Turkey dinners, desserts for days, decorating the house, planning for parties, and power-shopping until the wee hours of the mornings — yes, it’s that time of the year. And just as Thanksgiving, Christmas, and New Year’s Eve come at the same time each year, without fail every holiday season, the very people you’re supposed to be cherishing are the ones who seem to bring you the most stress.
Unfortunately, the picture-perfect family dinner we see on television is not something that always translates to our personal situations. With crazy relational dynamics that can test one’s patience and sanity, there’s a bit of dysfunction in every family — and it’s often heightened during the holidays.
While on the surface certain family members may appear to be the enemy, they are people to whom God has connected you for a reason, and they’re often the first opportunity we have to learn to “love your neighbor.” As the old saying goes, “You can choose your friends, but you can’t choose your family.” With that in mind, here are five tips to help you navigate family drama during this most joyful season.
1. Learn how and when to say no. You can’t satisfy everyone in your family, and the quicker you realize that the better you and your family will be. Set boundaries for yourself and your personal relationships. With pressure to shop for gifts, attend holiday parties and family gatherings, as well as your usual everyday demands of work and family, it’s easy to get overwhelmed. You have to remember that you’re just one person, you can’t do everything. You may not be able to go to every party that you’re invited to and you may even have to make adjustments to plans for traveling to see different relatives. Set priorities and stick to them.
2. Accept your family’s differences. We all have that aunt or uncle who drinks a little too much and lets their mouths get them into trouble. Or there’s the cousin who always comes late with the main dish — so the family is waiting for hours to eat. Whatever your family scenario, remember that we all have our own idiosyncrasies that can be irritating — and honestly we all probably have a bit of crazy deep down inside. It doesn’t mean you condone or agree with certain behaviors, but you just don’t let it hang you up. Don’t sweat the small stuff that you can’t change.
3. Keep it simple. Whether it’s with gift-giving, hosting a family gathering, or cooking a dish for a family potluck — make it easy on yourself. While you may want to stick to traditions, it’s okay to make adjustments. Instead of cooking, maybe you can buy a prepared dish. You may want to do it all on your own as your mother did back in the day, but know that it’s okay to ask for help. Get other family members involved with planning and preparing holiday meals or gatherings. When it comes to gifts, stick to a budget. Be real about your financial situation; if you can’t afford to buy everyone — or anyone — a gift, it’s okay. Your presence really is enough.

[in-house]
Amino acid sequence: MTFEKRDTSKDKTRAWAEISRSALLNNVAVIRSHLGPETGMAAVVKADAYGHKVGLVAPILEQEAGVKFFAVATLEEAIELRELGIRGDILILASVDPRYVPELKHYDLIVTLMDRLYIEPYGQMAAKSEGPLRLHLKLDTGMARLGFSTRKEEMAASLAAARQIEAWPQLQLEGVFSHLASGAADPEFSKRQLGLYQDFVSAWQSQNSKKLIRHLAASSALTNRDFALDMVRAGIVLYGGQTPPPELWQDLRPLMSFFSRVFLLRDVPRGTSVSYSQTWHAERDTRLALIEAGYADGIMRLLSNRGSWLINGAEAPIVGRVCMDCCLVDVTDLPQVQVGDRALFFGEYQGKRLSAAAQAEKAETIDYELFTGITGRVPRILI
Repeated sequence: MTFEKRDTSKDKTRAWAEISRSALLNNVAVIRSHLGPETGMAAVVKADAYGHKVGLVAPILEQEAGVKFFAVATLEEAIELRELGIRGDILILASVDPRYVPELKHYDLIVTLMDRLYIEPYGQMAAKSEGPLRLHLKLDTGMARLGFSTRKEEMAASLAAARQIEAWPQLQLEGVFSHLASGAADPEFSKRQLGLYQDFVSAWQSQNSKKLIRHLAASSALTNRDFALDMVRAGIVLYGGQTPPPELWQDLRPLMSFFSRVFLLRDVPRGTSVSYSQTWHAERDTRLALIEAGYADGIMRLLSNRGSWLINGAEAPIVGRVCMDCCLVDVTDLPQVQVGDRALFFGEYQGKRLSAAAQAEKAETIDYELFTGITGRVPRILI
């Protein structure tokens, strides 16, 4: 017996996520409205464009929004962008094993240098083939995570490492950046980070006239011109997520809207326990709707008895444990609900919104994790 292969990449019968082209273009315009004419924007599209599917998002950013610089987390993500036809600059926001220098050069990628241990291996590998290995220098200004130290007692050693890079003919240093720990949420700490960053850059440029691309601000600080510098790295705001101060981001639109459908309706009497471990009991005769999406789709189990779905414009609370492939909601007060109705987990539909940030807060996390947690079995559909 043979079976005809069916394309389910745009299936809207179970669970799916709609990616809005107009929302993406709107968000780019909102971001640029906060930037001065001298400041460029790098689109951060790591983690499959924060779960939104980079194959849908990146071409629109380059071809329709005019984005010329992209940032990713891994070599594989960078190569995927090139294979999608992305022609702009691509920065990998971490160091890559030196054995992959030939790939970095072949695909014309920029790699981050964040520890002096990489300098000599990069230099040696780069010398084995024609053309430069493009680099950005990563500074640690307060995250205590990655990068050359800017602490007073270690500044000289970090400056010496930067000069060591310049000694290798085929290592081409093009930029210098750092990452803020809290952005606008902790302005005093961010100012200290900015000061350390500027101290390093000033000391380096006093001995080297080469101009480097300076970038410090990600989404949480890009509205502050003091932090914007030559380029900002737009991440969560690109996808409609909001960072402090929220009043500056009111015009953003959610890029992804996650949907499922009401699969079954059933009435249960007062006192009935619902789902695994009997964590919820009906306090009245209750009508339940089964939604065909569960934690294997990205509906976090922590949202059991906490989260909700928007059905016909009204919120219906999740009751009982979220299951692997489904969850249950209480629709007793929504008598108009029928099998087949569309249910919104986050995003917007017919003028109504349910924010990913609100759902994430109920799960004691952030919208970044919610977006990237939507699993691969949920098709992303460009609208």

4. Keep conversations light. Avoid hot-button issues during the holidays. Keep conversations light and focus on the good. Trying to flesh out unresolved conflicts at the dinner table is probably not a good idea — especially because of the spirit of the season. Try to find things that you have in common with your loved ones and bring those elements into your conversations. Often tension and angst arise from misunderstandings and miscommunication. Find common ground, which will help in the end to build stronger bonds that last beyond the Christmas dinner at Granny’s.
5. Take time out for yourself. Focusing on everyone else, it’s easy to forget about yourself. If it’s no more than 15 minutes or an hour, take some time for you. Do something you want to do. Seeing a movie, reading a book, journaling, exercising — whatever you need to do to tend to your mind, body, and soul do it. Even Jesus needed some time alone.
The Real Reason for the Season
When it’s all said and done, remember what the holidays are really all about. Taking time to be thankful for the blessings in your life, celebrating the birth of Christ and looking ahead to the New Year, it’s a time to reflect and put things in a proper perspective.
After all, Jesus had supper with Judas (who betrayed Him) and Peter (who would later deny Him). If He can forgive and show love, shouldn’t we follow His lead and extend grace to those special relatives who annually work our last nerve?
So how do you survive the stress that the holidays can put on family relationships? Share your thoughts and tips for coping below.
Just weeks before Thanksgiving, taking in a film at a movie theater, I saw it.
Intrigued, at that moment, I was sucked into the phenomenon. The it that I saw was the preview for Breaking Dawn, the latest release from The Twilight Saga based on the bestselling series of young-adult novels by Stephenie Meyer.
Though familiar with the hit series, I hadn’t seen the other films or read the novels. Yet after seeing the preview I wanted to see the matrimonial bliss birthed from a forbidden love affair between Edward and Bella. I was even more curious about the fate of Bella and the half-human, half-vampire child she carried inside her womb.